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Wednesday, 6 April 2011

Cleaner Seas if You Please

There is a lot of what there shouldn't be in our oceans. We all are guilty at some time in our lives of adding to the pollution of our blue planet, whether conscious of it or not. I have been thinking over this subject for some time now. It's hard not to when you are sailing along upon the endless blue blanket. The sun beam only broken by the ripples in the water and a mass of polypropylene rope, cola bottles, can holders and a shopping bag all fighting for their presence around your propeller. Or indeed in a dolphin's windpipe.

This jumbled mass of debris, of Jetsam and trash, is a tiny teeny taste of what is here within our beautiful blue bays and endless seas.

The Largest human made object lies within the North Pacific spanning the distance from Japan to Hawaii. There is a chance that the majority of us have added to it's construction.
The Great Pacific Garbage Patch is believed to be over twice the size of Texas and have a predicted mass of 100 million tonnes of plastic.
Plastic may well take centuries to degrade, but as it does so, chemicals are released in to the area. Particularly one called Bisphenol-A (BPA). It has been linked to changes in the hormonal systems of affected animals.


Project Kaisei (meaning sea star) was launched in 2009! Two vessels, the New Horizon and Kaisei are undertaking research to determine and propose a feasible method of cleaning up this titanic problem. It will also aim to pose solutions for the prevention of more waste entering the Oceans. This is very good news indeed. Maybe they can team up with Blest, who can now reverse engineer plastics into various stages of oil to be used from machine lubrication through to cooking!

Oil rigs and ships are responsible for about 12% of the reported 806million tonnes of oil entering the oceans each year. This is from drilling, spills and leaks from within this industry. In 2007 there were a reported 654 accidental spillages from ships, mostly less than 2 tonnes though this was still 30% higher than the previous year.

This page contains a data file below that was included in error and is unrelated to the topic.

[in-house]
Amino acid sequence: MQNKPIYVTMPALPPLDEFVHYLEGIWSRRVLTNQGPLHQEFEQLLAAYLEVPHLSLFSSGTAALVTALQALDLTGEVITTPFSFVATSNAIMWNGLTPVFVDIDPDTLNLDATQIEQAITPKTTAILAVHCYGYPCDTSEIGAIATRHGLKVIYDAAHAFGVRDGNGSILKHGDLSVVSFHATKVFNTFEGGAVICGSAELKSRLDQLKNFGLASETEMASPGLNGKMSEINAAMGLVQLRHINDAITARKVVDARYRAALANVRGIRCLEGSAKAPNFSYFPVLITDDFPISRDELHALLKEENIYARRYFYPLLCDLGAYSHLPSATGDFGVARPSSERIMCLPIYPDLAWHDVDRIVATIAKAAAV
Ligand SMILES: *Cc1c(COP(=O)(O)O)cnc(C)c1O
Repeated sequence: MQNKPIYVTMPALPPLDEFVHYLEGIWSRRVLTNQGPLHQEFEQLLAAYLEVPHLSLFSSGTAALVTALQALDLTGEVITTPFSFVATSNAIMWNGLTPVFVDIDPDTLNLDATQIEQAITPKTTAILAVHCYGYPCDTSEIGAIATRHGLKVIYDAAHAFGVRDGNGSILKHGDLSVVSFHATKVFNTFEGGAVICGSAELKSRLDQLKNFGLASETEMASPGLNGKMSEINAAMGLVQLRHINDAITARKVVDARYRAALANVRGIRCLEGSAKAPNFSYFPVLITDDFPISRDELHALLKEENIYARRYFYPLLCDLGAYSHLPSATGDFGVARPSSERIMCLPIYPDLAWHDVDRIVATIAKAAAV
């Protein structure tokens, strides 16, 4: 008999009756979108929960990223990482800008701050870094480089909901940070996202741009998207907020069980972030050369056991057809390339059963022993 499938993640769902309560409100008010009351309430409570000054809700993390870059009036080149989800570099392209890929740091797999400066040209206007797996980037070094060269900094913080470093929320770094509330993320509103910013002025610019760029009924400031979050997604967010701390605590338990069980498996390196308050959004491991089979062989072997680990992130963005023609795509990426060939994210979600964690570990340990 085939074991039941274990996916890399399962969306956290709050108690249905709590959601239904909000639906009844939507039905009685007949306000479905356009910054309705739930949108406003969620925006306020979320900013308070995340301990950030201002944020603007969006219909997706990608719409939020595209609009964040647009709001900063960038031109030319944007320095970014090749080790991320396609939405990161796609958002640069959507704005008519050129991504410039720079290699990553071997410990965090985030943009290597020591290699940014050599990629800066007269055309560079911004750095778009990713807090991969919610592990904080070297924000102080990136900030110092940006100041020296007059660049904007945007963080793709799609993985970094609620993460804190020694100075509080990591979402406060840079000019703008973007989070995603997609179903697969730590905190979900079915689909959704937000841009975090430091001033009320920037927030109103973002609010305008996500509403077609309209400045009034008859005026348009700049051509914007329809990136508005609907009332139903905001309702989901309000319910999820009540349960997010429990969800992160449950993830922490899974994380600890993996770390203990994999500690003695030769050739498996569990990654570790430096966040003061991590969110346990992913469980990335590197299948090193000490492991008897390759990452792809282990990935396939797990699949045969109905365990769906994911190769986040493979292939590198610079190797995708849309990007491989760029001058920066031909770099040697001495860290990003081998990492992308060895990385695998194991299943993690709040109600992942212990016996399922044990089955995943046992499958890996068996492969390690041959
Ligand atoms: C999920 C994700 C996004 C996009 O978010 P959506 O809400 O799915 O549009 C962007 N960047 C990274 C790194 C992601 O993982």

A poor effort. I believe it is cheaper to pay the fine rather than fix the problem.

Natural leaks occur in our seas. Erosion of sedimentary rock on the sea floor and other such phenomenon contribute 2% (17.2 million tonnes) of the oil lost in the sea.

A massive 44% of it comes from land. From industry, agricultural and municipal wastes.
Oil runoff from roads is too a huge contributing factor. A city with the populous of Bristol could wash away up to the same amount of oil in a year as a large tanker spill.


There are companies involved in the clear up of oil. Unfortunately there are some companies that are so good at it they must unfortunately get a lot of practice!
The New Journal of Environmental Science and Technology released an article on 'Skimmer technology'. A skimmer looks like the front of a steamroller, albeit mounted onto a boat. As the wheel spins the pad picks up oil, A scraper dumps the oil into the boat. Latest technology has created Skimmers 3 times more efficient than what they were. Picking up 100% of the oil that they come into contact with!  Unfortunately they're not yet being used at every spill.

Toxic Wastes were dumped in the sea for so long and in vast quantities. Such things as radioactive waste, chemical pollutants from industry and agriculture. It was such a huge problem that dumping of extremely hazardous materials such as these was made illegal (with minimal acceptions) in 1972 at the London Convention.

This has had a profound effect upon our environment. This includes our land based one as much as the Ocean we can enjoy. As all waste breaks down it get's into the food chain. Contaminated mammals eating contaminated fish eating contaminated sponges eating contaminated algae. The ocean has seen so much pollution that it can be traced to the food at our fish counter. In very small quantities yes, but it is still there.
When fertilisers are washed off into the sea the localised area there are excess nutrients. Oxygen levels drop and the flora and fauna die leaving dead zones. The most famous dead zones are areas of the Baltic Sea and the Gulf of Mexico.

As a water loving species, we need to take more care of it. The Ocean's health teaters upon the cusp of a breaking wave and we are in a great position. A gift that will help us to determine just how hard this wave breaks and how soon. Shall we get off now and swim belly up and smiling with the dolphins and starfish? Or do we ride it further, to the end? Where we shall be able to look back from the beaches and headlands and see nothing?

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